The empirical choice of antibiotics for suspected and proven serious gram-negative bacterial infections is being debated.1 The goal is to optimise the delivery of effective antibiotics to the site of infection and at the same time to minimise the spread of antimicrobial resistance. Third generation cephalosporins may be the initial drugs of choice but with increasing cephalosporin resistance, carbapenems may be used as initial therapy. Gray et al. noted that with emerging carbapenem resistance neonatologists may have to switch to colistin whose safety and clinical efficacy in neonates is not well defined so far.1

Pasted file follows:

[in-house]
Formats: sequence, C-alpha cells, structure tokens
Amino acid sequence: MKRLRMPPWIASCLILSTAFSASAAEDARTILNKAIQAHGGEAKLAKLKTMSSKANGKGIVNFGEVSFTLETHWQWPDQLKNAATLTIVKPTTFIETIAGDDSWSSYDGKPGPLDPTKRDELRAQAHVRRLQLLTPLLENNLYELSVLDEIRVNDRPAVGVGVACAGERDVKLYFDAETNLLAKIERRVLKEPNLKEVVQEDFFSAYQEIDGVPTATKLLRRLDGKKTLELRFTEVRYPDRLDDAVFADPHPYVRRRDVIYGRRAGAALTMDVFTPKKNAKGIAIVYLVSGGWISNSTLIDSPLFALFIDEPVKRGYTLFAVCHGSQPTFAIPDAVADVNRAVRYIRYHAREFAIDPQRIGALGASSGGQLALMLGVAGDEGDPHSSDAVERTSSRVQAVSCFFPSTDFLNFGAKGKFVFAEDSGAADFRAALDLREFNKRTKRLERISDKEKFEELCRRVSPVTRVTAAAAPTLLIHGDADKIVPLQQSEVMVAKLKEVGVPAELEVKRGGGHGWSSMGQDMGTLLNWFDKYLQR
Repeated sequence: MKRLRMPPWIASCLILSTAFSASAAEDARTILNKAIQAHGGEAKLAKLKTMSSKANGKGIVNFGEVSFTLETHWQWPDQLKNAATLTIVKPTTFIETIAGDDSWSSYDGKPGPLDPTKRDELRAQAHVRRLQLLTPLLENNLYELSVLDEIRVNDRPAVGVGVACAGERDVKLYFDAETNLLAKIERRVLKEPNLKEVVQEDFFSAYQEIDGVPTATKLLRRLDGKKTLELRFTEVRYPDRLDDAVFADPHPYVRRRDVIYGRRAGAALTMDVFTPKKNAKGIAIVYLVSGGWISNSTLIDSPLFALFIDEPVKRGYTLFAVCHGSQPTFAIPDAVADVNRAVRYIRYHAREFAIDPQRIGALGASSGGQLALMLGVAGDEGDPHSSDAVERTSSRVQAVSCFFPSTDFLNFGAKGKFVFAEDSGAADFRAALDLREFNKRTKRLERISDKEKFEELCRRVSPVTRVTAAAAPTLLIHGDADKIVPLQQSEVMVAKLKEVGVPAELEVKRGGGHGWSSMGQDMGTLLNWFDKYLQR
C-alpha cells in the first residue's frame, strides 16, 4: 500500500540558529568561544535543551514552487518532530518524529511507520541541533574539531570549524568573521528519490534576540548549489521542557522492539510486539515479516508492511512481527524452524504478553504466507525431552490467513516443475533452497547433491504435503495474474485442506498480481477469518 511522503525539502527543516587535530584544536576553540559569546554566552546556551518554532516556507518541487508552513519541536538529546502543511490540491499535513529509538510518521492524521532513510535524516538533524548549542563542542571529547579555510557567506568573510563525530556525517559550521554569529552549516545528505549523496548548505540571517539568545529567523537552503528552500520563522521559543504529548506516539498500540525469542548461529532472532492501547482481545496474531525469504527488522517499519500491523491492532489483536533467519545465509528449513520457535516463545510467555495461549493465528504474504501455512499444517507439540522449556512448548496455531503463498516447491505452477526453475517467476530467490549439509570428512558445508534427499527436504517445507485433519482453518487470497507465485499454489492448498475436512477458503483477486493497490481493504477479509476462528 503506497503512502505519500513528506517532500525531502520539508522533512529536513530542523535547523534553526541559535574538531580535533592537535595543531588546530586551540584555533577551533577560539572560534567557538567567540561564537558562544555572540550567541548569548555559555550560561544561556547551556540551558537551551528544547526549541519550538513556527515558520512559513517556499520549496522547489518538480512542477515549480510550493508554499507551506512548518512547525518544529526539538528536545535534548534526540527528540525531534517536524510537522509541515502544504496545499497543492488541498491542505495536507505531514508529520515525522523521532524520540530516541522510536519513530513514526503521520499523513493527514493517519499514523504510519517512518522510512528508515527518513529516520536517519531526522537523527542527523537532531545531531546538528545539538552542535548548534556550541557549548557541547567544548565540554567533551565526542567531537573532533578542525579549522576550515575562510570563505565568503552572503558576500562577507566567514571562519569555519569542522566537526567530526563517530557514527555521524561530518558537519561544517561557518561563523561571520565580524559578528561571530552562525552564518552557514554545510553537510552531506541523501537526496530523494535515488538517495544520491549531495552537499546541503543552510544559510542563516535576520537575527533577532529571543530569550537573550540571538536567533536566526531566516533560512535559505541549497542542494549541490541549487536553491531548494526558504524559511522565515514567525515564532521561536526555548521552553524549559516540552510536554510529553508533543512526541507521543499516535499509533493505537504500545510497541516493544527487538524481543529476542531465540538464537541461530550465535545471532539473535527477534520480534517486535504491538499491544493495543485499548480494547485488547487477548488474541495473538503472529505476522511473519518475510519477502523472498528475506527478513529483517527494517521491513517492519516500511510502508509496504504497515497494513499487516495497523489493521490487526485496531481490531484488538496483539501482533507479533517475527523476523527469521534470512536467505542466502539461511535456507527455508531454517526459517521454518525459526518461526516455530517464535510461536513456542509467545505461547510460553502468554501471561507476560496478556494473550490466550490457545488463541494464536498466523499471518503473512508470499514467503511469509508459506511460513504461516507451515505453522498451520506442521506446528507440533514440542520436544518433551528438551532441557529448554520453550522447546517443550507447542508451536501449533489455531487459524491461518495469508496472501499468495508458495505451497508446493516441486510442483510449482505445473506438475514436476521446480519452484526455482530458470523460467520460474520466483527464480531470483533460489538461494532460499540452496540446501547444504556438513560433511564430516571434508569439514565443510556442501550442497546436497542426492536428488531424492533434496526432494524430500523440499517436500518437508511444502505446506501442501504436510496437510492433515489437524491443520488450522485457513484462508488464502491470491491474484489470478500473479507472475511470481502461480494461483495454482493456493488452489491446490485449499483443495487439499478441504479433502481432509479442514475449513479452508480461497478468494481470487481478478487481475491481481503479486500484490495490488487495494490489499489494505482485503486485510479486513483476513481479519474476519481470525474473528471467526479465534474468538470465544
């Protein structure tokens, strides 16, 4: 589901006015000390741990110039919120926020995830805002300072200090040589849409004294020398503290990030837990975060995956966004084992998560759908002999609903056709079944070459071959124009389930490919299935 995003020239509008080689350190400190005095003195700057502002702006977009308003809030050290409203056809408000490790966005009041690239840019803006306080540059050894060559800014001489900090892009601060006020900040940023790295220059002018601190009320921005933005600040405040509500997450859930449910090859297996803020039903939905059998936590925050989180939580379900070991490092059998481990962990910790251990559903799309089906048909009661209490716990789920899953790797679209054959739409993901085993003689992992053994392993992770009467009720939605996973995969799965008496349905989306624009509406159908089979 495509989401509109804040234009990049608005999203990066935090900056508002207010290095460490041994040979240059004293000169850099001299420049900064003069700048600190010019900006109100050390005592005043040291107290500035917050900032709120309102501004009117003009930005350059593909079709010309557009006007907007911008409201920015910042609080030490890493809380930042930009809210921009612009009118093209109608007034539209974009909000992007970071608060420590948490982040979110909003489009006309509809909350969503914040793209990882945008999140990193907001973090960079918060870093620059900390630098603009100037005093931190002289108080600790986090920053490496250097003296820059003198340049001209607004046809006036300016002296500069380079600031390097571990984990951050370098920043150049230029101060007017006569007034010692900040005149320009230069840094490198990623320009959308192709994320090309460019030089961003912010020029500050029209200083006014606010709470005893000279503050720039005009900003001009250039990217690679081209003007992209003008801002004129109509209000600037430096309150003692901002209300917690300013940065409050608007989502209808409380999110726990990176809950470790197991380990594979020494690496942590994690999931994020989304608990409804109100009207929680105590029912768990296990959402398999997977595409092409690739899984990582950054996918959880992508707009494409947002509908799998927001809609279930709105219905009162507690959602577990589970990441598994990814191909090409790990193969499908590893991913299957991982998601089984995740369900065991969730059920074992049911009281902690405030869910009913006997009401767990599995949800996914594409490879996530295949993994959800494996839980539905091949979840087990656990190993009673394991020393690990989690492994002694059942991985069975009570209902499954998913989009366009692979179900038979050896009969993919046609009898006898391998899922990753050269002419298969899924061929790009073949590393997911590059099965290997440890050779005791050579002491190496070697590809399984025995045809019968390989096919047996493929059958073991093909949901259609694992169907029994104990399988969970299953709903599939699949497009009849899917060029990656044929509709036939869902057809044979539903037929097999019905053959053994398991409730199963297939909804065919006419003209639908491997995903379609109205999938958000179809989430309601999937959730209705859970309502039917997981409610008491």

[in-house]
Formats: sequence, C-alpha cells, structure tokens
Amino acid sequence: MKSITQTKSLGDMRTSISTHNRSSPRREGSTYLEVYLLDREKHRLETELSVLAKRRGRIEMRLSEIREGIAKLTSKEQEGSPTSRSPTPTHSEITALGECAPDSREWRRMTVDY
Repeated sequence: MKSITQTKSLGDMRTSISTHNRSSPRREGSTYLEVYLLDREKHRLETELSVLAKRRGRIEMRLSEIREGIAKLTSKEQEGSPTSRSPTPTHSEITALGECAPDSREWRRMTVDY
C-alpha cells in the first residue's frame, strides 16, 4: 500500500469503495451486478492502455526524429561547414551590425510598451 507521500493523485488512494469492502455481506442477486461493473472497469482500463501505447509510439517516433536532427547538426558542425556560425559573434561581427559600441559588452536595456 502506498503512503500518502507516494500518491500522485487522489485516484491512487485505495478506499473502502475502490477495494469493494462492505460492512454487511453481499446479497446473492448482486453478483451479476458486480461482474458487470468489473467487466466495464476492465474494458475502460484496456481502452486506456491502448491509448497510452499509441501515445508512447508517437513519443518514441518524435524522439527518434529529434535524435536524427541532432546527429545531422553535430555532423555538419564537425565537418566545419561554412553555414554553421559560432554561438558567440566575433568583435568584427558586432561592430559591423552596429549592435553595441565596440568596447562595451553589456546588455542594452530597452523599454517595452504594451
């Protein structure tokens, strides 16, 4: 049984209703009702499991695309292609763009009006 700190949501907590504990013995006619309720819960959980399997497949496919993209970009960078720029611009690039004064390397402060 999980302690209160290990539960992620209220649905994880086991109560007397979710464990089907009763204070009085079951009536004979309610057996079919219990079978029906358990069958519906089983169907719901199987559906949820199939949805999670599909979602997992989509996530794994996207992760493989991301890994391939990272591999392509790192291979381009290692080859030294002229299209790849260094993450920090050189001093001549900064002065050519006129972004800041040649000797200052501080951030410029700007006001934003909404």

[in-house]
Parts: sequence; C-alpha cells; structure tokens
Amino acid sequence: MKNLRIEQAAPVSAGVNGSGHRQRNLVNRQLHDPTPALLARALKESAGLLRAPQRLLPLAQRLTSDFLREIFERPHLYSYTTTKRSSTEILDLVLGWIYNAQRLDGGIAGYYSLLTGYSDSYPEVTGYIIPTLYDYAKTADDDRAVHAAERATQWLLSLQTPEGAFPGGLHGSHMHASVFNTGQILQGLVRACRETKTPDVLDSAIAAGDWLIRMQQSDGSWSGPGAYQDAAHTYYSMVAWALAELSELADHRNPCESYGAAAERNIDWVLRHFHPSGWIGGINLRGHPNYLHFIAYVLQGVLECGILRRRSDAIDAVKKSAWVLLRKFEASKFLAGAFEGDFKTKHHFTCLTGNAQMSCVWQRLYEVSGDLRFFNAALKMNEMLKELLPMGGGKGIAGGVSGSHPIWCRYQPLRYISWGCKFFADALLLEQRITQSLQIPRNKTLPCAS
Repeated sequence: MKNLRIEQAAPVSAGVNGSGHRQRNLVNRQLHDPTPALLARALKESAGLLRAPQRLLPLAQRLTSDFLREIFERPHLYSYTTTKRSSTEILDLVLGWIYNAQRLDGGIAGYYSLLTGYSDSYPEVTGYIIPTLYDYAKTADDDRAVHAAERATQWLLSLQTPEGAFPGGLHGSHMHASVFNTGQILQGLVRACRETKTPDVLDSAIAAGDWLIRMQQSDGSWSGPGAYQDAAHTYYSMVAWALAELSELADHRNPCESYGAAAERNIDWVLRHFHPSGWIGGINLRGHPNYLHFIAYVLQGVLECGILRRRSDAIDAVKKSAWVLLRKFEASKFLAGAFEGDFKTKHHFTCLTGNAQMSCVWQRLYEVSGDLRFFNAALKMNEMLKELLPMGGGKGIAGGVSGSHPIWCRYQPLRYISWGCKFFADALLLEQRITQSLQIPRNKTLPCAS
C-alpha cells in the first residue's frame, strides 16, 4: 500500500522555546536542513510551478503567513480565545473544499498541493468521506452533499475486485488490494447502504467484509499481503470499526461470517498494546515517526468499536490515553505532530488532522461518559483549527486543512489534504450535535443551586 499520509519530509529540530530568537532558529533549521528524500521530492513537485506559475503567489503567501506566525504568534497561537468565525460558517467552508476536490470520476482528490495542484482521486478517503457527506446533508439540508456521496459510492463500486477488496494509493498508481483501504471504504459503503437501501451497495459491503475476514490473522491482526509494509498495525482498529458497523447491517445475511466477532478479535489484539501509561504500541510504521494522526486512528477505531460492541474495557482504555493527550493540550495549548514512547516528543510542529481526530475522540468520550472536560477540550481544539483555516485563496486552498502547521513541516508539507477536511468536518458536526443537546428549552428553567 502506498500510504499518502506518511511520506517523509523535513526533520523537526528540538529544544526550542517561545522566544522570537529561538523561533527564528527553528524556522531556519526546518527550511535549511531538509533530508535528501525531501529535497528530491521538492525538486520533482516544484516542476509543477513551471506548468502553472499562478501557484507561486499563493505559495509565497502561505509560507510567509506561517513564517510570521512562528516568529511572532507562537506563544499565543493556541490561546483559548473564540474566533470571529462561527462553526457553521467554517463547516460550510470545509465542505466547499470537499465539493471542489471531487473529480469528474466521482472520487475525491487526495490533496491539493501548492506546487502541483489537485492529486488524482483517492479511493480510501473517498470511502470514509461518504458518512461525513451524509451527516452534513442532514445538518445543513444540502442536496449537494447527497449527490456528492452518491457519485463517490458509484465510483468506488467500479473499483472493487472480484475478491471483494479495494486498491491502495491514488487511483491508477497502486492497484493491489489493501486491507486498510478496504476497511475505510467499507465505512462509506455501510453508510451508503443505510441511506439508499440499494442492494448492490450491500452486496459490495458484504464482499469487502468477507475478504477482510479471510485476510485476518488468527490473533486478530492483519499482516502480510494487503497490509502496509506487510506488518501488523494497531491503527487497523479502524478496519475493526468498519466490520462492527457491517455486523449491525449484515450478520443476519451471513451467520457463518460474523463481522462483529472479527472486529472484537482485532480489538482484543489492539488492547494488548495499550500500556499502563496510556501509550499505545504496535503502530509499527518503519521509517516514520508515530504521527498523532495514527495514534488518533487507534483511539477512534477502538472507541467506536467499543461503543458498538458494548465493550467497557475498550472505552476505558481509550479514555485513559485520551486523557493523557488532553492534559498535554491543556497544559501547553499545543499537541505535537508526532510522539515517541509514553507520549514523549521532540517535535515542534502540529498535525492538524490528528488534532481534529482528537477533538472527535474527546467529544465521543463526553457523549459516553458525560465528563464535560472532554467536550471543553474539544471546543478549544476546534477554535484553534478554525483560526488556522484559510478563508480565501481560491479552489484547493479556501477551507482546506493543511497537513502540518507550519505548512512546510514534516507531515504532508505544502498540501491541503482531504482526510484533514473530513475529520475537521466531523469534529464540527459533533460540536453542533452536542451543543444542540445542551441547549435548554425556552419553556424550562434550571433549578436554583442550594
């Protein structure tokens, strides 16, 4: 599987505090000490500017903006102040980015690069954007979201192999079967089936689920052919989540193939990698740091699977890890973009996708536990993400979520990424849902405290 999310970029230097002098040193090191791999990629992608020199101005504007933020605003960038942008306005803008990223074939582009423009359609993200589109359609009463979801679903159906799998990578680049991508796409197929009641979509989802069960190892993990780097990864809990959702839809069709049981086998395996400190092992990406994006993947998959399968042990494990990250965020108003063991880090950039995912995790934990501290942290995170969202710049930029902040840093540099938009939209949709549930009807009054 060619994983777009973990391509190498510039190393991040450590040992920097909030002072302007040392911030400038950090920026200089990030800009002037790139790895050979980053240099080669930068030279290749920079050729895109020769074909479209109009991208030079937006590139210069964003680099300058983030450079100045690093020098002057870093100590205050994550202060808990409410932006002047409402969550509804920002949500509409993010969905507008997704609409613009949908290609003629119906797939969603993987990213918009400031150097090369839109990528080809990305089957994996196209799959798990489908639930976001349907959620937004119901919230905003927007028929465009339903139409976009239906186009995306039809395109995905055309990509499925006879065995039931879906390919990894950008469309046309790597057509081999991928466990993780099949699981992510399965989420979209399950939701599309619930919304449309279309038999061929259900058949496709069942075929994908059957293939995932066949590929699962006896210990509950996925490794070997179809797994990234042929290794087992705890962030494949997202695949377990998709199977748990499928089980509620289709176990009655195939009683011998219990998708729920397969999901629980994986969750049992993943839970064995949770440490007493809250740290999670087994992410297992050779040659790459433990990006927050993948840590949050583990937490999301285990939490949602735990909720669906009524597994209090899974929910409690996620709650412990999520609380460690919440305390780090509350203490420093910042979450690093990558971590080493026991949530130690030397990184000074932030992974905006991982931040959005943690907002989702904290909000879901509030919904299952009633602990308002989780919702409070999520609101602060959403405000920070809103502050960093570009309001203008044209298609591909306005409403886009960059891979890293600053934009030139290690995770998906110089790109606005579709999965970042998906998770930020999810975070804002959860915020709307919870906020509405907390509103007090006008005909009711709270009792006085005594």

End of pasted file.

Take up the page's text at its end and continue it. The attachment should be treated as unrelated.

Colistimethate is an antimicrobial agent produced by Bacillus colistinus. It became commercially available in 1959 and was approved by the Unites States Food and Drug Administration (FDA) for treatment-susceptible gram-negative bacteria. Colistimethate is hydrolysed to colistin, a cationic agent that acts by increasing permeability of cell membrane and leading to cell death.2 Colistin has a half-life of 1.5 to 8 hours and is eliminated via kidneys. The recommended dose and units of measurement, however, remain variable. The most common dose of colistimethate sodium is IV 50,000-75,000 units/kg/day in two divided doses, for patients with normal renal function.2 We used a lower dose for neonates with good results. The major adverse effects include nephrotoxicity, neurotoxicity and pulmonary toxic effects. Dosages and interval adjustments are required for patients with creatinine clearance less than 75 mL/min.2 Neurological toxicity, mostly manifests as meningeal irritation, is dose-dependent and reversible.2